I saw them play here in NYC with another Boston hardcore band, The F.U.'s When The F.U.'s played they said, " Hi. We're Jerry's Kids." And when Jerry's Kids played they said, " Hi. We're the F.U's." And that was that.

This is an album to treasure. Better than three cups of coffee in the morning. Faster than a speeding bullet, more powerful than a locomotive, able to leap every punk band in a single bound. This is Jerry's Kids.

“I Don't Belong”:

“Cracks In The Wall/Tear It Up”:

“Crucify Me”:

Mush. Released in 1991

Mush, the last LP on our list of the top 15 punk albums of all time, certainly takes a backseat to none. And I'm not alone in my praise of Leatherface. Trouser Press called them "By far England's finest, most exciting punk band of the 90's," and The Guardian chimed in "the greatest British punk band of the modern era."

Leatherface was launched in Sunderland, England in 1988 by singer Frankie Stubbs.and guitarist Dickie Hammond. Stubbs' raspy voice, recalling Motorhead's Lemmy Kilmister, is the first thing remarked upon by most people hearing the band. I love his voice, worldly wise and full of emotion. Hammond is an ace guitarist, Stubbs also plays guitar. Together they weave the richest layered musical tapestries, both in words and music. No punk band wrote and sang lyrics at times so emotional, so poetic, so melancholy, so passionate, so raw, so enigmatic and open to myriad interpretations. Steve Charlton on bass and Andrew Laing on drums are rock solid.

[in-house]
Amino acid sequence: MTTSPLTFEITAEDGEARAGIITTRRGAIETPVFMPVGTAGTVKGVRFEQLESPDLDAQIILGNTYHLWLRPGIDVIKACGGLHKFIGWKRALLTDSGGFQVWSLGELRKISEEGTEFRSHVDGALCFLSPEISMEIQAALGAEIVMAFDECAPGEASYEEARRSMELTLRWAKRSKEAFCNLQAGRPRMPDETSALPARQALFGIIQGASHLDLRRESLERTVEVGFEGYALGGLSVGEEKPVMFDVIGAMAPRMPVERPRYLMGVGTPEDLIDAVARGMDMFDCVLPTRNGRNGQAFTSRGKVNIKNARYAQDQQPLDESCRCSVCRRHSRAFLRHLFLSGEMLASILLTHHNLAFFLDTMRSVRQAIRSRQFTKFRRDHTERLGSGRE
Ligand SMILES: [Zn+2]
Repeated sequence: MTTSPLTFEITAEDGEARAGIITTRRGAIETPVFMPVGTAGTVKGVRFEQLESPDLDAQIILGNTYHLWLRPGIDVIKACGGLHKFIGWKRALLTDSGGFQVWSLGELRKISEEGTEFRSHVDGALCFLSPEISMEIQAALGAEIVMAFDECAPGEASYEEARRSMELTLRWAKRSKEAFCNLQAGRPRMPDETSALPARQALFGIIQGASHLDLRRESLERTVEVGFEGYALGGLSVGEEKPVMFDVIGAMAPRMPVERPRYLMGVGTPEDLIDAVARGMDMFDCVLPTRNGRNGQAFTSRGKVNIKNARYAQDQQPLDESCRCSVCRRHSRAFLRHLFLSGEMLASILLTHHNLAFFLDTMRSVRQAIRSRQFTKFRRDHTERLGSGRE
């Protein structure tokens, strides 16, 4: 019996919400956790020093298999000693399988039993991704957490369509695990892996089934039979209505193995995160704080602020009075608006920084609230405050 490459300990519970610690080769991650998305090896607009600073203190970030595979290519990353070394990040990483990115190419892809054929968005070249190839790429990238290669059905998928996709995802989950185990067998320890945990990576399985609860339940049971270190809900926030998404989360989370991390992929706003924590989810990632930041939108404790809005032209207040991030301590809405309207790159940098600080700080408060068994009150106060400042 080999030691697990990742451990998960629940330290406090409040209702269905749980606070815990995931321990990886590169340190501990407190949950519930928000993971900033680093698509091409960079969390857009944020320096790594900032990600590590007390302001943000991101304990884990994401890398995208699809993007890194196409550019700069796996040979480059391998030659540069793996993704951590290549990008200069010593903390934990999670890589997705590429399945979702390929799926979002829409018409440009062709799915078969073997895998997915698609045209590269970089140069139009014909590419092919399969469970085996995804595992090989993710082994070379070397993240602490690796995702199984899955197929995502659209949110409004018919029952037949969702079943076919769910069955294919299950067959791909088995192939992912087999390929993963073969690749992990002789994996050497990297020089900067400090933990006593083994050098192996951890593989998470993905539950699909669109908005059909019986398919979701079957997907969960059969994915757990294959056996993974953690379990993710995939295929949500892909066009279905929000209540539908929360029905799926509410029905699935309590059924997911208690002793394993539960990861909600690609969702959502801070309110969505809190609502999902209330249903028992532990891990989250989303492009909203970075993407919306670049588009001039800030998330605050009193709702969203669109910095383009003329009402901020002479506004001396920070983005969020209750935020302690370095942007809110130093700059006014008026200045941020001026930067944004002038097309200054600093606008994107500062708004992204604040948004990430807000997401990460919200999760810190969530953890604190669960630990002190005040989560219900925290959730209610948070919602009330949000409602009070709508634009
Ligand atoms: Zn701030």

Leatherface's first album, Cherry Knowle, with a picture of the inside of the Cherry Knowle mental hospital on the cover, was released in 1989, followed in 1990 by Fill Your Boots. Both are fine efforts but in 1991 came Mush, and that was perfection. Top notch production, beautifully recorded, fifteen absolutely wonderful songs. The group can play hard charging punk like "How Lonely" and "Winning" then turn around and play multi-layered slow tempo like “Not Superstitious" and kill it every time.